With the entire world descending on a city for two weeks, it’s easy to make excuses to not attend the Olympics: snarled traffic, inflated hotel prices, crowds… If you find yourself with the opportunity to make a last minute decision, here’s what you can do.
Step 1 – Try to find alternative accommodations.
Assuming the hotels were clogged with overpaying tourists, Kristi and I surfed several websites where Londoners offered their apartments for rent. Despite having the technical capacity to match available apartments with our travel dates, each booking required approval from the owner. Ultimately it took 24-48 hours for half of London apartment owners to deny each of our requests.
Step 2 – Give up on alternative accommodations. Use Priceline.
Book a room at the Hilton overlooking the Thames for just over a hundred bucks a night. Breathe a huge sigh of relief that you won’t have to seek shelter from the drippy English skies by huddling in a red phone booth.
Step 3 – Buy tickets to an event. Any event.
Don’t let your mood be dampened by every Londoner with a pulse—cabbies, bartenders, waitresses, random grandmothers—who says that buying tickets is an exercise in futility. It was a challenge to find one Londoner who actually scored tickets to an event in their home city. Despite the negative prognosis, our mood was buoyed by the rumor that batches of tickets were being released every day at 9am and 11pm. We checked frequently every day and, each time, felt the elation of victory as we came tantalizingly close to purchasing tickets followed quickly by the sting of defeat as the website returned the same cold response: “there are no tickets available for this event.” We received this prompt after every stage of the purchase process: after clicking on the event listed on a page called ‘Available Tickets’; after selecting the number of tickets to purchase; after waiting for 15 minutes (yes a quarter of an hour) for the system to check an unknown, and apparently distant, database; after adding the available tickets to our shopping cart; and even after inputting our credit card information and clicking “Purchase.” After 20+ failed attempts, I yearned for the relative sophistication of the Ticketmaster website, words I swore never to speak.
Step 4 – Give up on purchasing tickets. Attend any free event.
Events like triathlons and marathons require lots of space and are ultimately difficult to control access to. Over our three-day stay we attended the women’s Triathlon, women’s Marathon, and men’s 20km Race Walk.
Step 5 – Figure out what the heck is “Race Walk.”
The Race Walk course looped past Buckingham Palace and was lined with thousands people drawn together by the sunny weather, Olympic spirit, and the desire to figure out what the eff race walking entails. I’ve seen videos and caught a glimpse during the 2008 Beijing Olympics: the comically fluid hips, limp arms, and the overwhelming urge to yell “just frickin’ run already!” make it hard to take the sport seriously. And when the pack rounded turn one in front us, a wave of amused disbelief swept through the crowd: they looked ridiculous … and they were going bloody fast.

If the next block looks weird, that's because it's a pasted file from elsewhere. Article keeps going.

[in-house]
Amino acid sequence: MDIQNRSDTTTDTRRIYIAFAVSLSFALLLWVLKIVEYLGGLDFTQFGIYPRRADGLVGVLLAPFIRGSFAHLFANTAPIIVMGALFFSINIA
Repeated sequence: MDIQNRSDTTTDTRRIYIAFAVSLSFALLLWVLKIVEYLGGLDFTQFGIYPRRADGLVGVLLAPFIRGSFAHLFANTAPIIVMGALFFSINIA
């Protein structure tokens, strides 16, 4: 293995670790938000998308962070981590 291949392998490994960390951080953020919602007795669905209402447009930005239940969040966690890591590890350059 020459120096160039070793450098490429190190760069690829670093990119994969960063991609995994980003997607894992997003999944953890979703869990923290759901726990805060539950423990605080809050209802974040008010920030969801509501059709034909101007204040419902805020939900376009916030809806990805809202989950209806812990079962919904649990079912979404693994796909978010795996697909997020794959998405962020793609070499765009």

20km Men’s Race Walk rounding the first corner, with Japan’s Yusuke Suzuki in the lead.
Race Walk rules:
- One foot must be in contact with ground at all times.
- The front leg must be straight when it touches the ground, and continue to be straight as it passes under the body.
- If a course judge–with the naked eye–determines that a racer doesn’t have a foot on the ground (i.e. “loss of contact”) or their forward leg isn’t straight, the racer will receive a warning in the form of a yellow paddle. Violations are radioed in to a central judge who posts the tally on a leaderboard where racers can check their status on each lap. The third violation will come in the form of a red paddle, signaling their disqualification from the race.
The rules of race walking shortens racers strides, thus, in order to achieve higher speeds, race walkers attain cadence rates similar to 400 meter runners … that they maintain for the hours it takes to “run” 31 miles (50km). And for the runners out there, the winner of the Men’s 20km—Chinese race walker Ding Chen—averaged a 6:20 mile (the winner of the 50k was just under 7 minutes).
But if those times aren’t fast enough for you…
Step 6 – Have a drink or three with the former “world’s fastest man”
Turned out Canadian sprinter Donovan Bailey, who broke the 100m world record in Atlanta in 1996 (an Olympic record that would stand until Usain Bolt), was staying in our hotel. After befriending a couple inebriated Canadian Scotsmen, my friend Mike and I found ourselves at the table with Donovan—now a sportscaster for CBC—sharing beers until 4:30am.
Drinking British pints with a Jamaican-born gold medal sprinter, the father of the current world record holder for speed skating, and a Scottish doctor for the Canadian Olympic team: if that doesn’t embody the Olympic spirit, I don’t know what does.